In the previous post, I showed you how to create a Hugo-based website and deploy it on Netlify. It’s time to make some improvements, namely, configure DNS records, set up a custom domain and enable HTTPS.
When you deploy for the first time on Netlify, a Netlify subdomain will be assigned to your site, for example,
awesome-mclean-11186c.netlify.app. Then you can change the randomly generated part in the subdomain to the site name you want, like adjusting
kiroule.netlify.app, and continue as is. But it’s evident that for your personal website, you should use a custom domain, which helps a lot in promoting yourself as a brand and improving credibility. Also, owning a domain comes with the option of having personalized email addresses, for instance,
email@example.com, which I put on my About page.
As far as HTTPS is concerned, even if this is your own blog where you do not collect any sensitive information, having a secure connection gives the perception of you as a trusted source. Other than that, it can also slightly improve your Google search rankings.
This tutorial has the following tasks to complete: The only prerequisite here is that you take care to purchase a domain name in advance. There are a few domain registrars where you can buy it (e.g., Bluehost, GoDaddy or Namecheap). As for Netlify, they also sell and register domain names:
Configure DNS Records
DNS (Domain Name System) records are rules that define how domain name servers handle traffic to domains and subdomains. Updating DNS records is a necessary step, once you obtain your custom domain. In our case, this will allow you to connect the domain to Netlify hosting. Since I bought
kiroule.com domain name from Namecheap, it’s shown here how to do that in my Namecheap account, but the same configuration procedure can be done with most of the domain registrars.
After signing in to Namecheap, select
Domain List from the left sidebar and click on the
Details view, choose the
Advanced DNS tab:
Host Records section, add
A Record and
A Record is an address record, which maps host names to their IPv4 addresses. To configure it, use the following settings:
Type: A Record Host: @ Value: 184.108.40.206 TTL: 5 min
220.127.116.11 value is Netlify’s load balancer IP address.
ALIAS Record is a virtual host record, which allows pointing one domain name to another one. To configure it, use the settings below:
Type: ALIAS Record Host: www Value: [name-of-your-site].netlify.app TTL: 5 min
TTL (Time to live) is a propagation time, which defines how fast a DNS record update is pushed to DNS servers around the world.
Set up Custom Domain
Sign in to Netlify and navigate to the site in question:
Set up a custom domain in the
Enter your custom domain value and click on the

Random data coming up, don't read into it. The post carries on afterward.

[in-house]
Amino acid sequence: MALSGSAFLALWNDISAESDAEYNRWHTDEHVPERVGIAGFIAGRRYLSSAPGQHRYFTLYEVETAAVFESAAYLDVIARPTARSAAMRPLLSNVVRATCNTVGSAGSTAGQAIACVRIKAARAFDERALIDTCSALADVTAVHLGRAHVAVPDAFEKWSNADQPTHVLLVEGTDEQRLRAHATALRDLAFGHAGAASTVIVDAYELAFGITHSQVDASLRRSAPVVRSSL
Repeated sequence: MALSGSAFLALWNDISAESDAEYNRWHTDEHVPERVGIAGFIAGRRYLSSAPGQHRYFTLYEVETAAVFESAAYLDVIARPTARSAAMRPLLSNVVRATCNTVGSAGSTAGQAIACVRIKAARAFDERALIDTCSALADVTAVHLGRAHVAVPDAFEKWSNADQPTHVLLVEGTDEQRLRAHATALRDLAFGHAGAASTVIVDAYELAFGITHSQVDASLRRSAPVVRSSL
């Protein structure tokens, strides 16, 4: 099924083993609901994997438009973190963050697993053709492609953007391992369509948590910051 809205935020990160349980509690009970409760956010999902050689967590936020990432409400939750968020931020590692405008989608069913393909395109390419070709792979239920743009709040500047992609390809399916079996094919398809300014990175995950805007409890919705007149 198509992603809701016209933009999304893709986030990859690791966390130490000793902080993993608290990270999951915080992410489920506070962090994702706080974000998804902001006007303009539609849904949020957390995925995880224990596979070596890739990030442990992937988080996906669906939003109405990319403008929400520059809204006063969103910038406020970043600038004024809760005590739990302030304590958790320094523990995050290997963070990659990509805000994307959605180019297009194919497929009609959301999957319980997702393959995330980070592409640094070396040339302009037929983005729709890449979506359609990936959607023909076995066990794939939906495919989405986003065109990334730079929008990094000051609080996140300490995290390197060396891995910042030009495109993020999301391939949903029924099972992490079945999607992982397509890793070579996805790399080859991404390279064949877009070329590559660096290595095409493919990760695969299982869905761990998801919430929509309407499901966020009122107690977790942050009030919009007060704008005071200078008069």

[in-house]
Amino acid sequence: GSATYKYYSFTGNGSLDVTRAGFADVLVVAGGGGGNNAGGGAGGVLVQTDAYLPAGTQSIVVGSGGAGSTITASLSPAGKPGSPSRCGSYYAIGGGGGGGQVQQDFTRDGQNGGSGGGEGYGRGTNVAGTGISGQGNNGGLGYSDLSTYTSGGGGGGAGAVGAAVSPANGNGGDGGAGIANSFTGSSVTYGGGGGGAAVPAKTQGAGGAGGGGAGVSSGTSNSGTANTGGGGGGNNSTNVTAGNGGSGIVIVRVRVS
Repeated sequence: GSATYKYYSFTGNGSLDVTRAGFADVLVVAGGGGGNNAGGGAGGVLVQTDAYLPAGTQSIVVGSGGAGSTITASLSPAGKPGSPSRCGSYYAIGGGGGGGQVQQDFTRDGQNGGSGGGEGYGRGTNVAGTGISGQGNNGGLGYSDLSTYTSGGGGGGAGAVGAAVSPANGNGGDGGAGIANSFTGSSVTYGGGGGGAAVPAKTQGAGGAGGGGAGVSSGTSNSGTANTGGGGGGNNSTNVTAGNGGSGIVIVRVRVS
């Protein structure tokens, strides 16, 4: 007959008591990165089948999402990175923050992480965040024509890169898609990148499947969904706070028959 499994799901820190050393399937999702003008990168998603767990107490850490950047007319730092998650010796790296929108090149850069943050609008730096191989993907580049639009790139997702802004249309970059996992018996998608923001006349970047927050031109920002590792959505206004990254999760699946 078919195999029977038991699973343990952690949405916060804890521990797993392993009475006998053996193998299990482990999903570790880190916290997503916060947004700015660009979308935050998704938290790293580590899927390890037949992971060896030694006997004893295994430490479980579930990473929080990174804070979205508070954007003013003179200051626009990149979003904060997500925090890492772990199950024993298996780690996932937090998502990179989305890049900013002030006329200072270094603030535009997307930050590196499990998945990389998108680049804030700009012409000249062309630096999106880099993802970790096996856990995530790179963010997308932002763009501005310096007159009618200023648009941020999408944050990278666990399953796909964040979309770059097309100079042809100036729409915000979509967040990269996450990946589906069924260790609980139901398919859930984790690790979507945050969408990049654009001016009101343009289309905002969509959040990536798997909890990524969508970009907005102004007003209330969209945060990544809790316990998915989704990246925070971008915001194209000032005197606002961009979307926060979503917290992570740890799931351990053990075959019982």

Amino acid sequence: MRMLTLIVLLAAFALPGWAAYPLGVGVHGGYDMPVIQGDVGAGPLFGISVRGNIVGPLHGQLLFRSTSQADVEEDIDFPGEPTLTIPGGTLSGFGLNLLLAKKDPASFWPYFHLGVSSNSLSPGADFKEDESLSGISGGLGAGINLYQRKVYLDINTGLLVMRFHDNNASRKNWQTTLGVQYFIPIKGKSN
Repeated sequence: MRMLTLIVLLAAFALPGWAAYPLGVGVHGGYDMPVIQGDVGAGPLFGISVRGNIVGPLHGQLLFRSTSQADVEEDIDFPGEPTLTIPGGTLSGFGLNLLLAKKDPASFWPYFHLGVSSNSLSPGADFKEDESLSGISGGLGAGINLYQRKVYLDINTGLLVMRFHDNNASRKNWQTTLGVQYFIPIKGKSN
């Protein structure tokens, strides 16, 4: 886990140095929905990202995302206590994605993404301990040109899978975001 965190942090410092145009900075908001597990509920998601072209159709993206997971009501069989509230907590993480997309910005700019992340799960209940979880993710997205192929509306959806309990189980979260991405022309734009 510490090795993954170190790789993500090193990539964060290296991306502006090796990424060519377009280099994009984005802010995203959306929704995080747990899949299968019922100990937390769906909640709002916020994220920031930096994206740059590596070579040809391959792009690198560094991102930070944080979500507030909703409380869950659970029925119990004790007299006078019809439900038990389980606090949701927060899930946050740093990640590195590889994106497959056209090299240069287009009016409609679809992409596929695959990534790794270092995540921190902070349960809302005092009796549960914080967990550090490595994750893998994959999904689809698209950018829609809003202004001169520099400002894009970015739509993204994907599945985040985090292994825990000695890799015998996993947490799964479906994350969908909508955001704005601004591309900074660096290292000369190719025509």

Then confirm that you own the domain name by clicking on the
Yes, add domain button:
To verify that the custom domain has been correctly configured, open the
Settings tab and select the
Domain management from the left sidebar. The
Custom domains subsection should contain three domains: Netlify’s default subdomain, your domain and your domain prefixed with
Netlify hosting comes with free HTTPS for all sites, including the automatic creation and renewal of TLS-based certificates. These certificates are provided through Let’s Encrypt, a nonprofit Certification Authority.
Domain management, scroll down to the
SSL/TLS certificate subsection, then click on the
Verify DNS configuration button:
Upon successful DNS verification, continue by clicking on the
Provision certificate button:
Confirm once again the provisioning of Let’s Encrypt certificate:
If the provisioning of the certificate were successful, the
SSL/TLS certificate subsection would contain
Your site has HTTPS enabled message as it’s shown below:
Update Base URL
Before testing the blog with new primary domains, it’s necessary to update the
baseUrl setting in your site’s
config.toml file accordingly. Otherwise, the website will not be correctly rendered.
baseURL = "https://www.kiroule.com/"
Commit and push the change to GitHub. This update should trigger a new build and deploy in Netlify. So go back to Netlify and verify in the site’s
Overview tab that the site was successfully published.
Now, it’s time to test the new URL:
In this article, I showed you how to enhance the newly created website. First, I demonstrated to you how to add new DNS records in a Namecheap account. Then you saw how to configure a custom domain and enable HTTPS in Netlify. And the final step was updating the
config.toml file to make sure that the blog is displayed without any issues.
Continue reading the series “Building Your Blog, the Geeky Way”:
- Start Blogging With Hugo, GitHub and Netlify
- Configure Custom Domain and HTTPS on Netlify
- Add Favicon to Hugo-Based Website
- Automate Data Upload to Algolia Index
- Manage Environment-Specific Settings for Hugo-Based Website
- Automate Data Upload to Algolia Index : Revisited
- Configure Custom Domain and HTTPS in Netlify : Revisited
- Use Aliases to Redirect Old URLs
- Automate Data Upload to Algolia Index with GitHub Actions